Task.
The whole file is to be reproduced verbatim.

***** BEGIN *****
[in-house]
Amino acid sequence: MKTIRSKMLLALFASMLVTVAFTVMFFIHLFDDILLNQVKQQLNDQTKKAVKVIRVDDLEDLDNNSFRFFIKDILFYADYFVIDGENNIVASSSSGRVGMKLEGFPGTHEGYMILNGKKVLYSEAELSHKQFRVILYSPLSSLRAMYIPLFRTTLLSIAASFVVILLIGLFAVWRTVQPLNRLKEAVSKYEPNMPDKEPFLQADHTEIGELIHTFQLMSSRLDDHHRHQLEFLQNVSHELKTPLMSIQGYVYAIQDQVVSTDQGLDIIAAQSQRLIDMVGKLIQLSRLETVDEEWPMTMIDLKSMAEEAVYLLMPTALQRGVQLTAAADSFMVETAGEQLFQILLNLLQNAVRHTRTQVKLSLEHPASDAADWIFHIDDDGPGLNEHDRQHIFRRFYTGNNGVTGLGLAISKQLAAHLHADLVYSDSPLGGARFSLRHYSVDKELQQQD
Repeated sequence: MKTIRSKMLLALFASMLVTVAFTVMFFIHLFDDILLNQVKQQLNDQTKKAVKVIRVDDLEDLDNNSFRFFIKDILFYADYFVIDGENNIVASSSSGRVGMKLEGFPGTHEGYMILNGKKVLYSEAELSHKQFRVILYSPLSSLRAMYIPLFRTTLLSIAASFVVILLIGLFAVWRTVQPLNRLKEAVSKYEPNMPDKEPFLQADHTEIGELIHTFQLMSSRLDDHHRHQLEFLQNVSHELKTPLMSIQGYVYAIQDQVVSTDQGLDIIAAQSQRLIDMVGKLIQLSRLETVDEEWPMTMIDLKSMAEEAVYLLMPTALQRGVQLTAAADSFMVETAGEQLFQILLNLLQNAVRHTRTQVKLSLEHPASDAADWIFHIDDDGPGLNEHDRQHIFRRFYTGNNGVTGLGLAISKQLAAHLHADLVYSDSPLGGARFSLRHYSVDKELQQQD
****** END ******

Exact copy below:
[in-house]
Amino acid sequence: MKTIRSKMLLALFASMLVTVAFTVMFFIHLFDDILLNQVKQQLNDQTKKAVKVIRVDDLEDLDNNSFRFFIKDILFYADYFVIDGENNIVASSSSGRVGMKLEGFPGTHEGYMILNGKKVLYSEAELSHKQFRVILYSPLSSLRAMYIPLFRTTLLSIAASFVVILLIGLFAVWRTVQPLNRLKEAVSKYEPNMPDKEPFLQADHTEIGELIHTFQLMSSRLDDHHRHQLEFLQNVSHELKTPLMSIQGYVYAIQDQVVSTDQGLDIIAAQSQRLIDMVGKLIQLSRLETVDEEWPMTMIDLKSMAEEAVYLLMPTALQRGVQLTAAADSFMVETAGEQLFQILLNLLQNAVRHTRTQVKLSLEHPASDAADWIFHIDDDGPGLNEHDRQHIFRRFYTGNNGVTGLGLAISKQLAAHLHADLVYSDSPLGGARFSLRHYSVDKELQQQD
Repeated sequence: MKTIRSKMLLALFASMLVTVAFTVMFFIHLFDDILLNQVKQQLNDQTKKAVKVIRVDDLEDLDNNSFRFFIKDILFYADYFVIDGENNIVASSSSGRVGMKLEGFPGTHEGYMILNGKKVLYSEAELSHKQFRVILYSPLSSLRAMYIPLFRTTLLSIAASFVVILLIGLFAVWRTVQPLNRLKEAVSKYEPNMPDKEPFLQADHTEIGELIHTFQLMSSRLDDHHRHQLEFLQNVSHELKTPLMSIQGYVYAIQDQVVSTDQGLDIIAAQSQRLIDMVGKLIQLSRLETVDEEWPMTMIDLKSMAEEAVYLLMPTALQRGVQLTAAADSFMVETAGEQLFQILLNLLQNAVRHTRTQVKLSLEHPASDAADWIFHIDDDGPGLNEHDRQHIFRRFYTGNNGVTGLGLAISKQLAAHLHADLVYSDSPLGGARFSLRHYSVDKELQQQD